When it comes to supporting a baby’s developing brain during pregnancy, most people think of folate. Folate is a B vitamin that helps prevent serious problems within the brain and spinal cord called neural tube defects.
But folate isn’t the only key nutrient that deserves the spotlight. Iodine is critical for a baby’s developing brain and nervous system too. Yet data indicates that a growing number of people do not get enough iodine when pregnant.
You need about 50% more iodine during pregnancy. That number climbs even higher while breastfeeding.
Keep reading to learn if you’re at risk for having low iodine levels and what you can do to make sure you and your baby are getting the right amount of this important nutrient.
Why is iodine important during pregnancy?
Iodine is a trace mineral that’s essential for healthy fetal development. Like folate, iodine supports fetal brain and nerve development. Iodine also helps maintain healthy function of the thyroid, a gland in the base of the neck.
The thyroid gland uses iodine to make hormones. These thyroid hormones regulate important body functions and impact how well the bones, brain, heart and other organs work.
You need extra iodine during pregnancy because both you and your baby are making thyroid hormones. A growing fetal brain needs the right level of thyroid hormones to properly develop. The right level also supports healthy bone growth and nerve development.
Severe iodine deficiency can have devastating effects on fetal brain development. The result can be lifelong developmental delays and intellectual disability. In fact, iodine deficiency is the most common cause of preventable intellectual disability worldwide.
The impact of mildly-to-moderately low iodine levels is less clear. But some evidence suggests these lower levels may still affect fetal brain development. Keep in mind that getting too much iodine can cause its own set of serious health issues as well. The key is to get the right amount, without overdoing it.
Are you at risk for being iodine deficient?
Iodine deficiency might seem like a problem of the past or something that mainly affects people outside the United States. But data shows that a substantial number of pregnant women in the United States are not getting enough iodine in their diets.
Changes in how food is grown and processed may be factors. Using less iodized salt in home-cooked meals may be another factor. Many people cook with sea salt or kosher salt, which are not iodized. People who do not eat dairy foods, eggs or fish might be particularly at risk.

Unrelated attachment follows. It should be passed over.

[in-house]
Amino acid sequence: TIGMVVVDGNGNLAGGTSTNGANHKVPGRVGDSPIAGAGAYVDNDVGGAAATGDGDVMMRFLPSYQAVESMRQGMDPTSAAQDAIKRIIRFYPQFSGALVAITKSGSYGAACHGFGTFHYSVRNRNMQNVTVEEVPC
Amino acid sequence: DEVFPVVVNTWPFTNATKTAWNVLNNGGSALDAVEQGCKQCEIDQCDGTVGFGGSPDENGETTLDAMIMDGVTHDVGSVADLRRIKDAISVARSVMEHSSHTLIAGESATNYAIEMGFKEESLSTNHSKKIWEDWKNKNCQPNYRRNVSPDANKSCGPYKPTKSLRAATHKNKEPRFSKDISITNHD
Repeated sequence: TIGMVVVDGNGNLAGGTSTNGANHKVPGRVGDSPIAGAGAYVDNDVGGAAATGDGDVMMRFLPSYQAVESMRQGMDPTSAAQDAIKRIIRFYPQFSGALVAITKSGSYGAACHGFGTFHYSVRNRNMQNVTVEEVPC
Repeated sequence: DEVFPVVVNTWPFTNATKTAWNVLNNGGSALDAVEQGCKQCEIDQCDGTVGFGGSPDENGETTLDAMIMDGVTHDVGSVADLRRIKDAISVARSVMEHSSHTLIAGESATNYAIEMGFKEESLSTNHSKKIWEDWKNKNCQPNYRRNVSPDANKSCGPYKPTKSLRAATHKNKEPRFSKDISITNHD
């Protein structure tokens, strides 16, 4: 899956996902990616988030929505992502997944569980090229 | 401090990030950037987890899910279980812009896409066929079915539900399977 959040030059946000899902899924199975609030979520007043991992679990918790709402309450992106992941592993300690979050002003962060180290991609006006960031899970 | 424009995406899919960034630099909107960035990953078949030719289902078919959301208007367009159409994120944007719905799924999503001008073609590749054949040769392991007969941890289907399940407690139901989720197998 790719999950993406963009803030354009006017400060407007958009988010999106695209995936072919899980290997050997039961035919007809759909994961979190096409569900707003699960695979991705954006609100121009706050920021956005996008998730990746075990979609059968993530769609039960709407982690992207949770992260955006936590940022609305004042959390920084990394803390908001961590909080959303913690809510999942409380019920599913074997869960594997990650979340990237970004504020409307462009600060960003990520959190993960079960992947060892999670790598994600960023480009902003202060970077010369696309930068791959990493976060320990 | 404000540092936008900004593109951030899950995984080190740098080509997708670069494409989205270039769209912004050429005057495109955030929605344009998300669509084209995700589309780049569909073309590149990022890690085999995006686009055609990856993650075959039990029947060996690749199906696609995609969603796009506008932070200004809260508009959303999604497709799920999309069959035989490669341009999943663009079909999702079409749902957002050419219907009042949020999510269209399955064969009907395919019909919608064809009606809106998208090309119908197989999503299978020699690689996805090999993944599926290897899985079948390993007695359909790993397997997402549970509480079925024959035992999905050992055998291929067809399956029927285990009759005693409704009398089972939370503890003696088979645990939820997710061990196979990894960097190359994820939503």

To keep you and your baby supplied with enough iodine, you need 220 micrograms (mcg) a day while pregnant. During breastfeeding, you need 290 mcg of iodine a day.
Are you eating enough food that contains iodine?
Good food sources of iodine include:
- Fish and seafood. Fish naturally contains iodine. While you’re pregnant, eat 8 to 12 ounces of fish or shellfish a week. Choose seafood that’s lower in mercury. Examples include salmon, sardines, tilapia, shrimp, crab and cod. And avoid raw and undercooked seafood.
- Dairy foods. Milk, cheese and yogurt are good sources of iodine. Have three servings of nonfat or low-fat dairy every day. An example of a serving is one cup of milk. Milk substitutes, such as almond milk, usually have little to no iodine.
- Kelp, nori, wakame and kombu are good sources of iodine, although the amount varies greatly among the different types of seaweed. Some commercially available seaweeds have high levels of iodine in small portions. Read the product label and be mindful about how many servings you eat.
- Eggs. Eggs are a natural source of iodine, but it’s mostly found in the yolks. Choose whole eggs over egg whites for the iodine.
- Fortified bread and soy products. These foods have added iodine. The U.S. Food and Drug Administration (FDA) requires iodine to be listed on the label when it’s added to food. But iodine that’s found naturally in food does not have to be listed.
- Iodized table salt. If you use salt, choose salt containing iodine. Using iodized table salt usually gives you enough iodine. Generally, sea salt, Himalayan salt, fleur de sel and kosher salt have only trace amounts of iodine. Check the label to see if more iodine is added. Most fast and processed foods that contain salt use noniodized salt. The Dietary Guidelines for Americans recommends that pregnant and non-pregnant adults consume less than 2,300 milligrams (mg) of sodium a day — that’s about a teaspoon of table salt — and less if you have a medical reason to limit salt.
Here are some examples of iodine levels in food:
- Baked cod, three ounces — 158 mcg.
- Greek fat-free yogurt, six ounces — 87 mcg.
- Fat-free milk, one cup — 85 mcg.
- Iodized table salt, one-quarter teaspoon — 76 mcg.
- Hard-boiled egg, one — 26 mcg.
- Cheddar cheese, one ounce — 15 mcg.
- Cooked shrimp, three ounces — 13 mcg.
Do you need an iodine supplement?
Even if you eat a healthy diet, you can miss out on key nutrients. Taking a daily prenatal vitamin and mineral supplement can help fill any gaps. The American Academy of Pediatrics and the American Thyroid Association recommend that people who are planning to become pregnant and those who are pregnant or lactating consume a supplement with 150 mcg of iodine a day.
Some prenatal vitamins contain iodine, but not all do, so be sure to check the label. In dietary supplements, iodine may appear on the label as potassium iodide or sodium iodide.
Taking too much of some supplements can be harmful to you and your baby. This goes for iodine too. Talk with your healthcare professional about what vitamins or mineral supplements you need during your pregnancy.